Late last year, I did a couple of columns on the free Ubuntu Linux operating system.
I reported that I had installed it on my spare computer and that I had been extremely impressed with how well it worked. I was convinced that the average computer user would find Ubuntu more than adequate for all their computing needs.
One reservation I did have with the operating system was that the initial installation did not provide support for playing many media file formats. I discovered that you can get files, such as CDs, DVDs and various types of streaming media, to play on Ubuntu, but it does require some fiddling under the bonnet.
Another reservation I had was that, although there is a way to run some Windows programs under Ubuntu, the process can be far from simple. I concluded that it would be a viable choice for many computer users with the only real exceptions being people who need software which is either not available on Linux, or won’t run on it.
Since those columns were published, I have discovered a new version of Linux which is even easier to use than Ubuntu. It is called Linux Mint and is essentially a streamlined and simplified version of Ubuntu.
Linux Mint 8 (codenamed Helena) corresponds to the current version of Ubuntu, known as Karmic Koala, and can be downloaded for free from www.linuxmint.com.
It installs with a refreshing minty-green (what else?) colour scheme and is indeed very simple to use and navigate your way around. It comes with a wide selection of software, including OpenOffice and many other packages, and it is totally compatible with all the software that will run on Ubuntu.
One area where Mint has greatly improved over Ubuntu, is that it is able to play most media formats straight after installation. The desktop layout has also been simplified and there are fewer options and buttons to click on.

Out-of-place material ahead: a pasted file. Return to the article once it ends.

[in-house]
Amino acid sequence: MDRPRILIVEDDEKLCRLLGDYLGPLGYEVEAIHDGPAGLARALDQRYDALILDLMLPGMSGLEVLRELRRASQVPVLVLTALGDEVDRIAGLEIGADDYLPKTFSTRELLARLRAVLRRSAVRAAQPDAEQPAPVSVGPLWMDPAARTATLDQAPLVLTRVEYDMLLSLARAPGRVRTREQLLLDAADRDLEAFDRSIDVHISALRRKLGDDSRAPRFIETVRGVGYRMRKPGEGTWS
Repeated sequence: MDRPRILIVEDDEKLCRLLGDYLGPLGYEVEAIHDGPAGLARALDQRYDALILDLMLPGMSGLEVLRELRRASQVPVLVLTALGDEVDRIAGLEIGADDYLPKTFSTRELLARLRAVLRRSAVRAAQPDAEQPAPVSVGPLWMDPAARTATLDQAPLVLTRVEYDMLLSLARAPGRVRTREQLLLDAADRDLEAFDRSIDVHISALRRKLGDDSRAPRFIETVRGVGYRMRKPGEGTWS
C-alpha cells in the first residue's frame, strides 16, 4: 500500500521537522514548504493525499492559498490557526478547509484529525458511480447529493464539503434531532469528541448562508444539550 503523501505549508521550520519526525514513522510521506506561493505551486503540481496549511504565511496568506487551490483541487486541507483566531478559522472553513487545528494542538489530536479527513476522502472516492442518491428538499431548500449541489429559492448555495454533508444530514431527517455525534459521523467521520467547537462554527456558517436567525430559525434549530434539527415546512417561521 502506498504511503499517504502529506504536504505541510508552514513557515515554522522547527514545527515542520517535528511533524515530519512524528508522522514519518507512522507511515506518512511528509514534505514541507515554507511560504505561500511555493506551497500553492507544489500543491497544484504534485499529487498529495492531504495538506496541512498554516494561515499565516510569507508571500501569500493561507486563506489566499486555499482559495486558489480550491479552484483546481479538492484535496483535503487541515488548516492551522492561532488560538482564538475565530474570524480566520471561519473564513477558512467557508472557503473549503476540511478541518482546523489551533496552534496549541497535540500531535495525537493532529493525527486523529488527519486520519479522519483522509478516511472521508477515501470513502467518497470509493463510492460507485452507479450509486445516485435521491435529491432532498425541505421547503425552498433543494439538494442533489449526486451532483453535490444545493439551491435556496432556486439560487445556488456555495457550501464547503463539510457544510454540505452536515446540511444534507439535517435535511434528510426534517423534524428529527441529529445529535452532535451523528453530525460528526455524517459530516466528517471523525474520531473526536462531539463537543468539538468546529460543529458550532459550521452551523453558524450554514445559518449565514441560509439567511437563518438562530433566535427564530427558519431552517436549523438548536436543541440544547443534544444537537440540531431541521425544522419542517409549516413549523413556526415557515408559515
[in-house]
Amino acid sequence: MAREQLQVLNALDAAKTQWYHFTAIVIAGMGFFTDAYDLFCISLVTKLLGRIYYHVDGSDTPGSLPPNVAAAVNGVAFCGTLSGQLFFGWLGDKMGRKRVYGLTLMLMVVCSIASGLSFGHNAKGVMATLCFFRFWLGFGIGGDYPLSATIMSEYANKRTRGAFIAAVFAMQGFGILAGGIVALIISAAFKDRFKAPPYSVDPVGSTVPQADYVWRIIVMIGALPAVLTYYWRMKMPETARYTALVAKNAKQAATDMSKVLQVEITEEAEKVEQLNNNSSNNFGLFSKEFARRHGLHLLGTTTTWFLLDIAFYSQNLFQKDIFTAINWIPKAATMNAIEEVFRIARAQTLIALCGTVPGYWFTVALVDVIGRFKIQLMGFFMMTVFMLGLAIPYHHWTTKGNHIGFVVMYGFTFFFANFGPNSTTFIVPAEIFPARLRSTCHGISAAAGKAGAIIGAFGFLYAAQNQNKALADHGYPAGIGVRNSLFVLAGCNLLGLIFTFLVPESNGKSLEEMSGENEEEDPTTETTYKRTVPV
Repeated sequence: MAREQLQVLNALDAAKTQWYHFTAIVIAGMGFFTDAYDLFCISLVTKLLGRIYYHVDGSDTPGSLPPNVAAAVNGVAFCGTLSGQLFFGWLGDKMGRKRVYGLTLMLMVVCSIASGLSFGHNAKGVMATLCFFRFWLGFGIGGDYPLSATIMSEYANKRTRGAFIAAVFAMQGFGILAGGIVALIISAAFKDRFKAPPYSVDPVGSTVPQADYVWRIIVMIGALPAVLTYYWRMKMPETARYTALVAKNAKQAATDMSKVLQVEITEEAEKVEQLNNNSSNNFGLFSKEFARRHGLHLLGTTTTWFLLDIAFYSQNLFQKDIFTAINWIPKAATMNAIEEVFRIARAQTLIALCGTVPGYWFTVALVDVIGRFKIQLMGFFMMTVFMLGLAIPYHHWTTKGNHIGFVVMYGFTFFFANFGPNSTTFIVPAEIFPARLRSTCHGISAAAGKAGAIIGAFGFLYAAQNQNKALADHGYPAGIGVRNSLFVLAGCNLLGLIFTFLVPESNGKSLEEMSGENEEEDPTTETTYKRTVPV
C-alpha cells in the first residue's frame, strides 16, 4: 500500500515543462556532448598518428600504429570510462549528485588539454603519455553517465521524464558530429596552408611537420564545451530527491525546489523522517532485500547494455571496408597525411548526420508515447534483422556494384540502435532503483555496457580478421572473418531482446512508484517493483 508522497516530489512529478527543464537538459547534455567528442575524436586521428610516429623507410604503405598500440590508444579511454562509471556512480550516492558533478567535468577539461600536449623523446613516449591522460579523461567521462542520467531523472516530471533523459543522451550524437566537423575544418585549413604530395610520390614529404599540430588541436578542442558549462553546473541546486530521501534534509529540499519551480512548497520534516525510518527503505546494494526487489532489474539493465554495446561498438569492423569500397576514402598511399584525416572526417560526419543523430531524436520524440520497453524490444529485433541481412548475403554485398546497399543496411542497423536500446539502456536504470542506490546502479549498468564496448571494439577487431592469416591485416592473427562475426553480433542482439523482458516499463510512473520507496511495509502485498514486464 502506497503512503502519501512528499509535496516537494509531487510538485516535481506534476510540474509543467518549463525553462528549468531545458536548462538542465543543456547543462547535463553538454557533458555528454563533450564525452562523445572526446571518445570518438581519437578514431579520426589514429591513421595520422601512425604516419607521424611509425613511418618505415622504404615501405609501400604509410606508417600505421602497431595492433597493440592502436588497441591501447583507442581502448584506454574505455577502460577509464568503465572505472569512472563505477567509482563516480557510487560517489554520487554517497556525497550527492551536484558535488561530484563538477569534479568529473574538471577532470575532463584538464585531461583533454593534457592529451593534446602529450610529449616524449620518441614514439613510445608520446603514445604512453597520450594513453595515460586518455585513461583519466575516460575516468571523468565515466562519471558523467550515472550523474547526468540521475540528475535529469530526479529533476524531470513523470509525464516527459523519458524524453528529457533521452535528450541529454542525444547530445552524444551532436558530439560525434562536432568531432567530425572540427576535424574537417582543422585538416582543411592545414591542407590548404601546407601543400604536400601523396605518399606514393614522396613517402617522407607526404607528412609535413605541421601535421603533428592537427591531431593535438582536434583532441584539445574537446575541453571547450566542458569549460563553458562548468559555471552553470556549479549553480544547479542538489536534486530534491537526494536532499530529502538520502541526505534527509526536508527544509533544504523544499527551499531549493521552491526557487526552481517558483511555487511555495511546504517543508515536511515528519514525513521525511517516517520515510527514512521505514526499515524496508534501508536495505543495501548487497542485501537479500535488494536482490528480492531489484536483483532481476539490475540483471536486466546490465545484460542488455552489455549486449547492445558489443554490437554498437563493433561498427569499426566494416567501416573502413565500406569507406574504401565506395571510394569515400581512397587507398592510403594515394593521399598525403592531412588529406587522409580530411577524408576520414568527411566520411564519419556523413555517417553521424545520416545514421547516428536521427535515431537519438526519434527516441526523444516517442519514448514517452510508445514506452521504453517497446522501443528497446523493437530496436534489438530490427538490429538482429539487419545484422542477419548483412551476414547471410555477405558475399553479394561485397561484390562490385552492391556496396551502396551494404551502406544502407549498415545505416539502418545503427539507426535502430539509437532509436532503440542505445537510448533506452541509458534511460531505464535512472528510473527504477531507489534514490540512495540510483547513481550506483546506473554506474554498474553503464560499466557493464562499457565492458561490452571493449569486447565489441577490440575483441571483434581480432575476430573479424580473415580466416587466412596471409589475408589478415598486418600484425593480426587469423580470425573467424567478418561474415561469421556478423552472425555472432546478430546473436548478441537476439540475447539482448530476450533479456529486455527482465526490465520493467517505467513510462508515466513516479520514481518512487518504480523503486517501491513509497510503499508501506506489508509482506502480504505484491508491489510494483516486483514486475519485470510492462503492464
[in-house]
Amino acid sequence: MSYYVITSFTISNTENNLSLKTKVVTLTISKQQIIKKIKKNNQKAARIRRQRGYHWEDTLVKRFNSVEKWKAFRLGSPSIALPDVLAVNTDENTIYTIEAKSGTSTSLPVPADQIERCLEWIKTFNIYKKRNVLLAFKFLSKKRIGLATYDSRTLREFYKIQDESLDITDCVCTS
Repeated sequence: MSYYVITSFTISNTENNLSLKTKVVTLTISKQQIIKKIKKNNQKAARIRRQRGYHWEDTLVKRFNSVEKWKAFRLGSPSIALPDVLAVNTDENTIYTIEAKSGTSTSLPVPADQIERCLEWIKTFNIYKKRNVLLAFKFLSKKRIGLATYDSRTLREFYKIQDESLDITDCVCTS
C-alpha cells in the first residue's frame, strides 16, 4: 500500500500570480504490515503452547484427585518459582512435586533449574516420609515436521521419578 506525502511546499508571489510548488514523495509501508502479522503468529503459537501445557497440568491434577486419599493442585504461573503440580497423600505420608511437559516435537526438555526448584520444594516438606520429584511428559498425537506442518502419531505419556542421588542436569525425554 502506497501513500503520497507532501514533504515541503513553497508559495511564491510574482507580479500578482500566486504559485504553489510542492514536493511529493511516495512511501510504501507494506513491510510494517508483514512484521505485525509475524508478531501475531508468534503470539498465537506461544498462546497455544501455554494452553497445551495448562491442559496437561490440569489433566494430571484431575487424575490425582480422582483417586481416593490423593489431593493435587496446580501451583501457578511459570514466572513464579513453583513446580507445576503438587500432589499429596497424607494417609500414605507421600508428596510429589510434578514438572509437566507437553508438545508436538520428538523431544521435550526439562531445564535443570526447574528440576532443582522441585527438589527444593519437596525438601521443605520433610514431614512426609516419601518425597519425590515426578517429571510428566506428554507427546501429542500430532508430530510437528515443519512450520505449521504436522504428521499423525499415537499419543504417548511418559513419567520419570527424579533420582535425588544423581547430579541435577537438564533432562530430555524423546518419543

The installation file is rather large Nearly 700Mb), but I have discovered that it is possible to order it on CD from fosscds.co.za for about R30 a copy.
One good thing about Linux Mint, and many other versions of Linux, is that they can be used to boot up your Windows computer into Linux without making any changes to Windows. This makes it very easy to preview new operating systems without committing yourself to installing them.
Linux Mint is also able to install itself in such a way that, when you switch your computer on, you are given the choice whether you would like to boot into it or the operating system that you had previously installed.
This option seems fairly safe but as usual with these things, you’d be well advised to have a good backup of all your data, before starting the install process.
I have been incredibly impressed with the two versions of Linux that I’ve tried so far. To my mind, they are more than ready for prime time and are extremely viable competitors for Windows.
My feeling is that Windows could have a serious problem going forward, especially if the Linux developers start paying more attention to making a really bullet-proof means of running Windows programs on Linux.